Read CQT's Alexander Ling in Singapore's Straits Times newspaper. He wrote on the future of communications privacy after a record-setting demonstration of a satellite sending quantum signals to Earth.
"China's satellite Micius is making news for connecting two ground stations 1,200km apart at a rate of one signal per second. That won't sound impressive – it's a lot slower than broadband – but this satellite is transmitting an extraordinary signal. It's a harbinger of the future for cyber security."
This is how CQT's Alexander Ling begins an essay for The Straits Times, Singapore's English-language broadsheet.
Alexander wrote the opinion piece to explain the significance of the Chinese satellite Micius, launched to do quantum key distribution (QKD) between orbit and ground. QKD creates an encryption key that cannot be hacked by computer, and satellites offer a way to make connections across inter-continental distances. First data from Micius were published in the journal Science on 15 June.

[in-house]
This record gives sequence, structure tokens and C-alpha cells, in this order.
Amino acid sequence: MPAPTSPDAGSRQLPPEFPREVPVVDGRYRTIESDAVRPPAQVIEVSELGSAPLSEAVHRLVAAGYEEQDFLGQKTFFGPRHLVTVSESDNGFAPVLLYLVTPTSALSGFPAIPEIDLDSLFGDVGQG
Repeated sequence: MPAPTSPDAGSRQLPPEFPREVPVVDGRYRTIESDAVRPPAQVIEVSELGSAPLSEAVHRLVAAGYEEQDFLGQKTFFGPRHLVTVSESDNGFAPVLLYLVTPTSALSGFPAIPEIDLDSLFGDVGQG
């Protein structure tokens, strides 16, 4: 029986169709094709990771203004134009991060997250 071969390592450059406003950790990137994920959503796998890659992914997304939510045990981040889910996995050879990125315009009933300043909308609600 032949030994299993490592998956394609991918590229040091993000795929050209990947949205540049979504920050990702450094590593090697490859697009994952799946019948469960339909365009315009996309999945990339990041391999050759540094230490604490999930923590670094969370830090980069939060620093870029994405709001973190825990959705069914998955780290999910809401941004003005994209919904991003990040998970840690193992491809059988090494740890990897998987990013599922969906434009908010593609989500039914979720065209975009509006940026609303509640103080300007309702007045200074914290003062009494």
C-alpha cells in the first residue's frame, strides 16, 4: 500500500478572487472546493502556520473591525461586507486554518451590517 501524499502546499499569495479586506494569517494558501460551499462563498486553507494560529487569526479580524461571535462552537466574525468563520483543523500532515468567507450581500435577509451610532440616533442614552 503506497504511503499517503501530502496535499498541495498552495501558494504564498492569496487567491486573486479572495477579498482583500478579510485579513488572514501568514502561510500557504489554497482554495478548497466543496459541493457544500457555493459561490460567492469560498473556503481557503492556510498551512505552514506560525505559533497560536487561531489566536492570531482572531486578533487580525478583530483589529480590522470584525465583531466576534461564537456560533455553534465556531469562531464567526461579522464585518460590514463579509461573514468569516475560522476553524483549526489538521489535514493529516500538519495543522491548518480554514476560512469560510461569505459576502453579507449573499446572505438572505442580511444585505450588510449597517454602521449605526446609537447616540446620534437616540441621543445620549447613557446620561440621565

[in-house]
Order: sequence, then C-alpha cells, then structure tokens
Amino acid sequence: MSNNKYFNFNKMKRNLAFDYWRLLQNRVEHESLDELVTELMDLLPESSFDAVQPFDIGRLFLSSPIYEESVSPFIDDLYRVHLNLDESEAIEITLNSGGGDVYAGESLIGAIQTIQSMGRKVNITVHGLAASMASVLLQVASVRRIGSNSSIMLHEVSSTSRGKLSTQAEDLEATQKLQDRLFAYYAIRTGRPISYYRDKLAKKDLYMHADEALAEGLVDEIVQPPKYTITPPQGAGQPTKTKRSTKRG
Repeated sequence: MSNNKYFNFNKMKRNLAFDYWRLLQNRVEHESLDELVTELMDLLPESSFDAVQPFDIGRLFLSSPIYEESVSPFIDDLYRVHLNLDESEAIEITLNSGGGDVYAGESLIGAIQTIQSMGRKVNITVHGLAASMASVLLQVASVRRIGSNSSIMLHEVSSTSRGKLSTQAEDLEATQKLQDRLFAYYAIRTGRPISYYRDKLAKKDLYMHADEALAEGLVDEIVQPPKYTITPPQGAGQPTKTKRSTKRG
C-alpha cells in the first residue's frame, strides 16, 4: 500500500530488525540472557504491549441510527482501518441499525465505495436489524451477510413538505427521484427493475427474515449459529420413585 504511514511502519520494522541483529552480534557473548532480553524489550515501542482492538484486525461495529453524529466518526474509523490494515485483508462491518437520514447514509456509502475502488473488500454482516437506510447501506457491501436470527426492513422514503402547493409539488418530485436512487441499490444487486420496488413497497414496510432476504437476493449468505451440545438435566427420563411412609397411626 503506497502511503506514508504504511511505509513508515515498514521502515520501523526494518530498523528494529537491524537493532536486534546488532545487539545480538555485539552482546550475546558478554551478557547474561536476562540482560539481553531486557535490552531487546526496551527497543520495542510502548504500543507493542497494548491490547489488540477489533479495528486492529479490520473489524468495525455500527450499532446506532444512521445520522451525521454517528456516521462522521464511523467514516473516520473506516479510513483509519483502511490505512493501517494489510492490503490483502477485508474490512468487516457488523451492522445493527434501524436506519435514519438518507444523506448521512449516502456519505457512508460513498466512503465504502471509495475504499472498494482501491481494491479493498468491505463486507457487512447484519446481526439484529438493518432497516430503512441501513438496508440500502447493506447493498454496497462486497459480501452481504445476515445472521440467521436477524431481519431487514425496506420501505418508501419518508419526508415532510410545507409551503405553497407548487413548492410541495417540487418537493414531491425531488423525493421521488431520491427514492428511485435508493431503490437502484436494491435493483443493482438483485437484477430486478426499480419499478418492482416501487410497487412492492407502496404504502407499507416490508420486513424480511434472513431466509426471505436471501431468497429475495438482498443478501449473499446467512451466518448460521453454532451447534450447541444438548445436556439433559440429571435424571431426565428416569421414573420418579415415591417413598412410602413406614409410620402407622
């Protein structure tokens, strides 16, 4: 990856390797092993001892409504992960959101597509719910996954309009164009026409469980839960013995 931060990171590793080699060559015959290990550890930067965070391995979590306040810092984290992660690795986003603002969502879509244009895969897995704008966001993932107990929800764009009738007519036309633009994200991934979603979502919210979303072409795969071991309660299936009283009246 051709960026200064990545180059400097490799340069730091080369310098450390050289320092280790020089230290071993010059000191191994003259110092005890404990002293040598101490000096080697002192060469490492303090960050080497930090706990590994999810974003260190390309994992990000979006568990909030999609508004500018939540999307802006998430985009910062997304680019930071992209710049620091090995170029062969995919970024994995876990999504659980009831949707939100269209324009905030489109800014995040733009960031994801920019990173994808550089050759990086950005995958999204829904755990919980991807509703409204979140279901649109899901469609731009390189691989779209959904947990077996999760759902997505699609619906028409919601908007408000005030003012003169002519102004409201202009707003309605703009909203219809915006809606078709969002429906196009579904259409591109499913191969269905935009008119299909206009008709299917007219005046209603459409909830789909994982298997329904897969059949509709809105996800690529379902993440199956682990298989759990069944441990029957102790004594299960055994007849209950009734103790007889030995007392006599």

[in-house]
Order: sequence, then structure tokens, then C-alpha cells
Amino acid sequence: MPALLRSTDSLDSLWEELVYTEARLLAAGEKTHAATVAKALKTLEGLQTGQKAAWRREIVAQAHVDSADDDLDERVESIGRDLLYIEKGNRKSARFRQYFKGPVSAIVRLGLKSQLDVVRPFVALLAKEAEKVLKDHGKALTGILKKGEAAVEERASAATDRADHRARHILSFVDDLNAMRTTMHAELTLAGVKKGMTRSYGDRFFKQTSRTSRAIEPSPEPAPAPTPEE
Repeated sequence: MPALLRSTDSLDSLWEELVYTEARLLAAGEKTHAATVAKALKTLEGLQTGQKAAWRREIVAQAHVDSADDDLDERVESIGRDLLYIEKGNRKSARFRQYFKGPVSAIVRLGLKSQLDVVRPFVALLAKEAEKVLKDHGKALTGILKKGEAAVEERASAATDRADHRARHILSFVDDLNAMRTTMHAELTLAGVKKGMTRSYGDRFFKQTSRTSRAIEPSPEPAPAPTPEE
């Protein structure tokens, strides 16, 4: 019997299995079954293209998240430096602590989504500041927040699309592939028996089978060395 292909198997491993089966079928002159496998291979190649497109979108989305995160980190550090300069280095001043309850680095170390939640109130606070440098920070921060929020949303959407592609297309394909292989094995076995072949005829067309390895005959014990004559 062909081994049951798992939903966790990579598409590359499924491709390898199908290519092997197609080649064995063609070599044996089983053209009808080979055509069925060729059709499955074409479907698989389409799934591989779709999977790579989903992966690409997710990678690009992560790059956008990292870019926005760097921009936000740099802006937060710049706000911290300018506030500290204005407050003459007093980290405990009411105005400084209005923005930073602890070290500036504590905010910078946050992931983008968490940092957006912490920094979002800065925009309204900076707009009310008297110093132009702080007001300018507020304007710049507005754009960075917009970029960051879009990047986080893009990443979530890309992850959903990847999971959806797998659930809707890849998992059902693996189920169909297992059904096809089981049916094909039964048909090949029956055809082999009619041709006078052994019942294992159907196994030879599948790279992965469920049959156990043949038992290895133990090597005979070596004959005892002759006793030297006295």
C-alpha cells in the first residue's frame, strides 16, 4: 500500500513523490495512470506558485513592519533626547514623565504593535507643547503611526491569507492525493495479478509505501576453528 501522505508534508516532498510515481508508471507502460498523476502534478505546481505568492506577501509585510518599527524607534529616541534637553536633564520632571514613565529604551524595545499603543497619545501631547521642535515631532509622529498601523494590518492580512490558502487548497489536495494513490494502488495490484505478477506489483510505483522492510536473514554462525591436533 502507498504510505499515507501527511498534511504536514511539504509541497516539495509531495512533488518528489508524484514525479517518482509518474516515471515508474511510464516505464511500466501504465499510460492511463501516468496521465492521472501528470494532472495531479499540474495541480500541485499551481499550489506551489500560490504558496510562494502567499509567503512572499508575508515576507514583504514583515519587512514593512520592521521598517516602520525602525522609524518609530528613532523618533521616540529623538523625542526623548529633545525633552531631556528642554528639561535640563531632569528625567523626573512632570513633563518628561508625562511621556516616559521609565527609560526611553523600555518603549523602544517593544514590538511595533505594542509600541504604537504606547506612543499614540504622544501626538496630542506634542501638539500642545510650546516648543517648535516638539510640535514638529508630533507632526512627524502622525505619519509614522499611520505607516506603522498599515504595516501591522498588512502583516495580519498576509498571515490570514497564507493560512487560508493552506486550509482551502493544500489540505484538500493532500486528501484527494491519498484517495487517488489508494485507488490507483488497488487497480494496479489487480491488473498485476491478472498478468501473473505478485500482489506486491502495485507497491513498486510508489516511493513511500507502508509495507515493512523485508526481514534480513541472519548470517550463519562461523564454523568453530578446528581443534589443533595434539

Alexander leads a group at CQT that is building sources of entangled photon pairs for nanosatellites. The group launched its first light source in December 2015 and is planning its next launch for 2018.
Space-bound CQT experiment survived rocket explosion in working orderAugust 27 2015
Quantum satellite device tests technology for global quantum networkJune 02 2016
Communications privacy in the quantum eraJune 18 2017